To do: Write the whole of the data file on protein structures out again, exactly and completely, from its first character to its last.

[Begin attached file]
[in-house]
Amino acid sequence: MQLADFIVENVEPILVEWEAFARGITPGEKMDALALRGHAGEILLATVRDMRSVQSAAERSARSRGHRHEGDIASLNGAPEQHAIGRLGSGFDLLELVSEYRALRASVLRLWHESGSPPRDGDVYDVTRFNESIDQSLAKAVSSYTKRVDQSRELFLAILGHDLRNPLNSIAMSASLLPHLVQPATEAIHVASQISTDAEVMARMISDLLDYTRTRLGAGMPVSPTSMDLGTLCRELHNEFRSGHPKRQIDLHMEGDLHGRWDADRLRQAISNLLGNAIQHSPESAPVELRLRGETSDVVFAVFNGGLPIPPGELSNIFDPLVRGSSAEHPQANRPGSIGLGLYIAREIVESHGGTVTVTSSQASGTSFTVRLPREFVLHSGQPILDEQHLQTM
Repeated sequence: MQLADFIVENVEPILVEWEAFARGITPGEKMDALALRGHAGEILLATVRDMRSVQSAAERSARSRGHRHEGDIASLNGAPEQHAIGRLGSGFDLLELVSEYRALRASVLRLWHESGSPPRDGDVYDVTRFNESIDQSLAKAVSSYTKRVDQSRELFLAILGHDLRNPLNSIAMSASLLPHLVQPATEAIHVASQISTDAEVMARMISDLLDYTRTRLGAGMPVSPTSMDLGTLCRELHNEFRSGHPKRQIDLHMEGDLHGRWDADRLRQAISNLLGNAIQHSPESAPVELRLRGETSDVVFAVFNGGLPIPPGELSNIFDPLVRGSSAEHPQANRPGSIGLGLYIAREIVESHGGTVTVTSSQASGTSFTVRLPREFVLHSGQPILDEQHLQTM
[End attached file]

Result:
[in-house]
Amino acid sequence: MQLADFIVENVEPILVEWEAFARGITPGEKMDALALRGHAGEILLATVRDMRSVQSAAERSARSRGHRHEGDIASLNGAPEQHAIGRLGSGFDLLELVSEYRALRASVLRLWHESGSPPRDGDVYDVTRFNESIDQSLAKAVSSYTKRVDQSRELFLAILGHDLRNPLNSIAMSASLLPHLVQPATEAIHVASQISTDAEVMARMISDLLDYTRTRLGAGMPVSPTSMDLGTLCRELHNEFRSGHPKRQIDLHMEGDLHGRWDADRLRQAISNLLGNAIQHSPESAPVELRLRGETSDVVFAVFNGGLPIPPGELSNIFDPLVRGSSAEHPQANRPGSIGLGLYIAREIVESHGGTVTVTSSQASGTSFTVRLPREFVLHSGQPILDEQHLQTM
Repeated sequence: MQLADFIVENVEPILVEWEAFARGITPGEKMDALALRGHAGEILLATVRDMRSVQSAAERSARSRGHRHEGDIASLNGAPEQHAIGRLGSGFDLLELVSEYRALRASVLRLWHESGSPPRDGDVYDVTRFNESIDQSLAKAVSSYTKRVDQSRELFLAILGHDLRNPLNSIAMSASLLPHLVQPATEAIHVASQISTDAEVMARMISDLLDYTRTRLGAGMPVSPTSMDLGTLCRELHNEFRSGHPKRQIDLHMEGDLHGRWDADRLRQAISNLLGNAIQHSPESAPVELRLRGETSDVVFAVFNGGLPIPPGELSNIFDPLVRGSSAEHPQANRPGSIGLGLYIAREIVESHGGTVTVTSSQASGTSFTVRLPREFVLHSGQPILDEQHLQTM